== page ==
The Cantor Museum also had a show of etchings and engravings, including a ton of Rembrandts. Talk about super tiny lines! the dude was a total stud.

Also, an artist named Jess, whose stuff reminded me a lot of the Cerebus in Hell? strips.


al roney said...

Very nice Carson! Excellent! 'nuff said.

Jeff Seiler said...

I think you and Dave may have touched on this once before, Carson, but why aren't you copying and pasting these essentially identical images?

Nice background lines. Very pretty.

Jeff Seiler said...

Yeah, I took a much closer look at the eleven panels in the store and I see lots of differences: the door, the shading on the objects above the door, the letters in the EXIT sign, some of the white part on her jeans and especially the stripes on her shirt. I'm sure to your eye there are many more...

Carson Grubaugh said...


In his notes for the page Dave said something along the lines of, "You should probably just stat these, but doing them all by hand sure would make a nice, saleable, piece of art, but you should probably just stat them."

Maybe it is because I have spent the last 10+ years making things meant to hang on walls, but I like the idea that each page is a saleable, frame-ready, piece of art.

So, no real good reason beyond foolish pride.

crazyyears said...

I hope I'm well heeled when the time comes for you to sell some of these pages. Beyond the admiration for the work itself, some of these pages have generated within me that inexplicable feeling in which genuine pleasure is felt at their mere viewing. Something akin to but more than, "Wow!" Something slack-jawed.
--- Michael Hunt

Carson Grubaugh said...

Wow. Thank you so much! That is the absolute highest praise I could hope for as an artist.

Dave Sim said...

Carson - When you're looking at the inks on Milt Caniff originals, you're looking at two artists: Caniff and his "backgrounds and everything else" guy (who, at one point, if I recall correctly was one of Norman Rockwell's relatives). Caniff would rough in the strips and then get them lettered and then the "everything else" guy would ink everything except the hands and faces which Caniff would do.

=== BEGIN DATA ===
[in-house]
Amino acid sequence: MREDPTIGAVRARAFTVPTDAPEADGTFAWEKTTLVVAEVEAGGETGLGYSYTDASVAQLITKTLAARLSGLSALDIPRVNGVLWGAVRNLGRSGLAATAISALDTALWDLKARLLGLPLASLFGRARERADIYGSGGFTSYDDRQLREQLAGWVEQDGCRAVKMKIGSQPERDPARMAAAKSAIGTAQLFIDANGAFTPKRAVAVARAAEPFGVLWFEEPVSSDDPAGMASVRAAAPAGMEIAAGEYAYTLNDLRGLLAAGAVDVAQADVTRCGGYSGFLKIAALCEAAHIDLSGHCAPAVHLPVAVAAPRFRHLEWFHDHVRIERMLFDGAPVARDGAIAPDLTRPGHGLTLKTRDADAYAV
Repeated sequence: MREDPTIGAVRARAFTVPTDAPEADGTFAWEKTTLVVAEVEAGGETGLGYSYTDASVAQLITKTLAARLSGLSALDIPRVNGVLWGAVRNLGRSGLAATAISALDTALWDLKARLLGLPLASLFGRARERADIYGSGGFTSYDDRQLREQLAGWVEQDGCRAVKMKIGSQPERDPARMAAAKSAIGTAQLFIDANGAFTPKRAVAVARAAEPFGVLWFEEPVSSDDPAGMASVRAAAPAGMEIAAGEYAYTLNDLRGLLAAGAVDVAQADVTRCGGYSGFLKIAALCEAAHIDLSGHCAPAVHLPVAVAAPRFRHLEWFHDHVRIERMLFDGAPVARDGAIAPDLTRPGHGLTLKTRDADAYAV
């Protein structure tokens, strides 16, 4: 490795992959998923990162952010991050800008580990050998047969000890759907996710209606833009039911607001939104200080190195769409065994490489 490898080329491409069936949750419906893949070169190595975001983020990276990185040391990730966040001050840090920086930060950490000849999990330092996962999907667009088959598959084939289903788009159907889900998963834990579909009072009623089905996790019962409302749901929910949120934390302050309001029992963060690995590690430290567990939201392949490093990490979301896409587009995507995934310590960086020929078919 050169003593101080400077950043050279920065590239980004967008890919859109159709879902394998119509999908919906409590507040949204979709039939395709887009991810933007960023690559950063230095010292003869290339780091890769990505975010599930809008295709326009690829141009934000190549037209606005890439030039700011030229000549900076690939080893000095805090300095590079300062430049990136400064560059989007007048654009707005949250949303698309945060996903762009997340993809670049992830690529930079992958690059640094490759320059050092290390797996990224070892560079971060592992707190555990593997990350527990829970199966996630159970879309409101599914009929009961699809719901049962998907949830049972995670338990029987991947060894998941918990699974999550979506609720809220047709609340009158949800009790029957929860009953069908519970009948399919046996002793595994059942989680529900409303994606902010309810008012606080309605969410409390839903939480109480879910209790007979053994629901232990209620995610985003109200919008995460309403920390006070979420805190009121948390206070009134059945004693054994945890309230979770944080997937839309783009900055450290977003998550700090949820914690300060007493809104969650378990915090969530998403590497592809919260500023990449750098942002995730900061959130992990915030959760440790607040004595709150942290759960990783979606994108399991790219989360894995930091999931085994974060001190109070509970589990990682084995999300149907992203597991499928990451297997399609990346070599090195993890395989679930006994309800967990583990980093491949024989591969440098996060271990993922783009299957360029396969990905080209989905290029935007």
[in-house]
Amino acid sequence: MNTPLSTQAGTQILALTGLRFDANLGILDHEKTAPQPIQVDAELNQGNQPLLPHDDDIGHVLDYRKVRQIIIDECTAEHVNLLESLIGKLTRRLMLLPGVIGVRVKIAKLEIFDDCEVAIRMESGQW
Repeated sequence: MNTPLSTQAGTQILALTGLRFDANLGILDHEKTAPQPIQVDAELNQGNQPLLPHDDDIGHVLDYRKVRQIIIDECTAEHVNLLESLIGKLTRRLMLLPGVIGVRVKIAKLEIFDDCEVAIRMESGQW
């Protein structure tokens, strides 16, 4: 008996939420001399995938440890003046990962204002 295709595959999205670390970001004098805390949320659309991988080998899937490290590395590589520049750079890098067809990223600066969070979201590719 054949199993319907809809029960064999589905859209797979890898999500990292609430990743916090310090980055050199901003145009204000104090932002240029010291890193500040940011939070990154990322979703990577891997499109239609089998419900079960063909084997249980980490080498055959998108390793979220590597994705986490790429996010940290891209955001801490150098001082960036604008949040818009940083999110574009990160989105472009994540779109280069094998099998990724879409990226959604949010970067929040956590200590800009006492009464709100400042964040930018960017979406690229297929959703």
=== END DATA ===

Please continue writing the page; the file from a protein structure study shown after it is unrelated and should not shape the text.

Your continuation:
[This was one of the unspoken areas of friction, I infer, with Alex Raymond: that Raymond always did all of his own work except for VERY occasional bits and pieces and filling in solid black by Ray Burns. While Caniff always had an "everything else" guy from a very early stage on TERRY AND THE PIRATES. Coupled with the fact that Raymond was far more realistic than Caniff could ever hope to be, it really stuck in his craw, I think]

I'm not in charge of who gets to be a Comic Book Legend, but you definitely get my vote, actually drawing and inking all of those repeating panels individually! As I say, not even Al Williamson on "The Success Story" did that -- and that was only three panels! Definitely document what you're doing and the thought processes that go into it: because you're the only one who has ever "been there". Or ever will "be there".

Dave Sim said...

Unless you can, Tom Sawyer-like, make it sound like TOO MUCH FUN!

Lee Thacker said...